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Home » News » Crime

September 24. 2013 9:41PM

Jail chief: Murder conspirator Jesse Brooks used mom to pay inmates

MANCHESTER — Murder-conspirator Jesse Brooks — who is seeking a new trial — used his family wealth to lead a small cadre of fellow inmates at the Valley Street jail five years ago and even orchestrated a sit-in of 40 inmates, the jail superintendent said.
Superintendent David Dionne said jail officials feared that Brooks was controlling inmates with money and monitoring the behavior of corrections officers so he could possibly plot an escape.
Brooks' mother, Lorraine Brooks, was spotted placing $100 deposits into the accounts of two fellow inmates, Dionne said.

Superintendent David Dionne said jail officials feared that Brooks was controlling inmates with money and monitoring the behavior of corrections officers so he could possibly plot an escape.

Brooks' mother, Lorraine Brooks, was spotted placing $100 deposits into the accounts of two fellow inmates, Dionne said.

"Our concern was, this guy's a millionaire," the jail superintendent said last week in an interview with the New Hampshire Union Leader. "What's one hundred bucks to him? Having 40 inmates sit down, and you go in, it escalates, people get hurt, people get killed. That's a concern.

"Our inmates are supposed to listen to us, not other inmates."

Through a spokesman, Mrs. Brooks admitted putting money in the accounts of inmates, but she said she did so to provide them with food and basic necessities.

"After seeing the deplorable way inmates had been treated at the Valley Street jail, I donated small amounts of money to the accounts of prisoners who had befriended my son," she said in a statement Monday.

Jesse Brooks is hoping for a new trial on his 2009 murder-conspiracy conviction in the 2005 murder of handyman Jack Reed of Derry. His father was convicted of murder-for-hire in Reed's death and is serving a life sentence.

Mrs. Brooks has hired a team of lawyers, investigators and a spokesman to win her son's release.

At a news conference earlier this month, they complained that the younger Brooks has been moved from prison to prison.

He was first moved from New Hampshire to Arizona, and then to three separate prisons in Arizona.

They described the junior Brooks as a model inmate who is well-liked but suffers psychologically from the frequent transfers.

They said he is in physical pain because officials withhold the morphine he needs to treat a chronic back problem.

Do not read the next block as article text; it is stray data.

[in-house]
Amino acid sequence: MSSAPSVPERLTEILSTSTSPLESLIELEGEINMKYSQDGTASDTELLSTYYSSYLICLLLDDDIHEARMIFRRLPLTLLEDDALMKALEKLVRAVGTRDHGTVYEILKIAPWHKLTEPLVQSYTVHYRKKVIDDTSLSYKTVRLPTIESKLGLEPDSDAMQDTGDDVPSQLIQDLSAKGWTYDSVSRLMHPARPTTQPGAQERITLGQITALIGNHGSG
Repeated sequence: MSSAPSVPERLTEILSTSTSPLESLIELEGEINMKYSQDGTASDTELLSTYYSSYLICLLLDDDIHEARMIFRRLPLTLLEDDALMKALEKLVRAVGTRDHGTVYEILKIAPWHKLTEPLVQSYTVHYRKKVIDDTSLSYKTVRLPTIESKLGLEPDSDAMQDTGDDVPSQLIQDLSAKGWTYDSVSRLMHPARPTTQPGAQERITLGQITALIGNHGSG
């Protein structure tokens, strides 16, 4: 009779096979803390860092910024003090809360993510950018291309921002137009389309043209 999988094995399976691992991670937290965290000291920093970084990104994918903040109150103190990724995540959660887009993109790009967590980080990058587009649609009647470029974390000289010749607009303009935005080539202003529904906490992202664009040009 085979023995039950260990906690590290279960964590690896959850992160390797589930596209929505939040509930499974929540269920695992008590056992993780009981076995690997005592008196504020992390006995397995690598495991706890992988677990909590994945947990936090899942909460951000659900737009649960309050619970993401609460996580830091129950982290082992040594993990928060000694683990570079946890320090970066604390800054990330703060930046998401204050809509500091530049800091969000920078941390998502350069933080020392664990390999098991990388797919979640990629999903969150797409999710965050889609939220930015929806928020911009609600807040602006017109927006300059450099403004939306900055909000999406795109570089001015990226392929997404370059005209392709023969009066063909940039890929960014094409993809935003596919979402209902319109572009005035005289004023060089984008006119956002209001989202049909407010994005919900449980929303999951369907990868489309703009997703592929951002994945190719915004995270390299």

His team expects to file a federal lawsuit challenging his treatment in prison. Brooks is serving a 15- to 30-year sentence.

"The guards grow to love this guy," Paul Ciolino, an investigator on the Brooks team, said two weeks ago. "He's a good guy to have around, a guy who de-escalates problems, not escalates issues."

Dionne paints a different picture of Brooks, who was at the Valley Street jail from March to September 2008 awaiting trial.

Dionne said an investigation determined that Brooks had his mother deposit $100 each into commissary accounts of two inmates, Paul Perry and Edward Gray. They could keep some of the money, but were instructed to buy items such as coffee, junk food, soaps and other items to dole out to inmates at Brooks' instruction.

That's how Brooks orchestrated the 40-inmate sit-in, Dionne said.

He also believes inmates started fights so Brooks could see how the guards reacted. Dionne said he transferred Brooks out of Valley Street jail once he became aware of the network.

He said Mrs. Brooks can legally deposit money into the account of any inmate she wants. But jail regulations prohibit inmates from telling an outsider to deposit money into another inmate's commissary account.

Brooks spokesman Casey Sherman said Brooks was never charged with orchestrating a sit-in. He said Dionne's statements represent the image that authorities crafted of Brooks to get him out of state.

Mrs. Brooks said she gives money to inmates on occasion, but not at the direction of her son.

"This was merely an act of charity to provide them with food and basic necessities and not an enticement to commit any wrongdoing," she said in her statement. She said her son was a model prisoner in New Hampshire.

New Hampshire corrections officials have refused to explain why Brooks was transferred to Arizona. Arizona officials refer questions about Brooks' transfers within Arizona prisons to New Hampshire authorities.

He is in close custody in Arizona, a classification given to inmates who are deemed a "high risk to the public and staff," according to Arizona corrections spokesman Bill Lamoreaux. Close custody inmates require "controlled movement" and are housed in two-person cells, he said.

They are placed in close custody for a number of reasons, including their criminal record, escape history, institutional violence, age, gang affiliation and length of sentence, he said.

mhayward@unionleader.com


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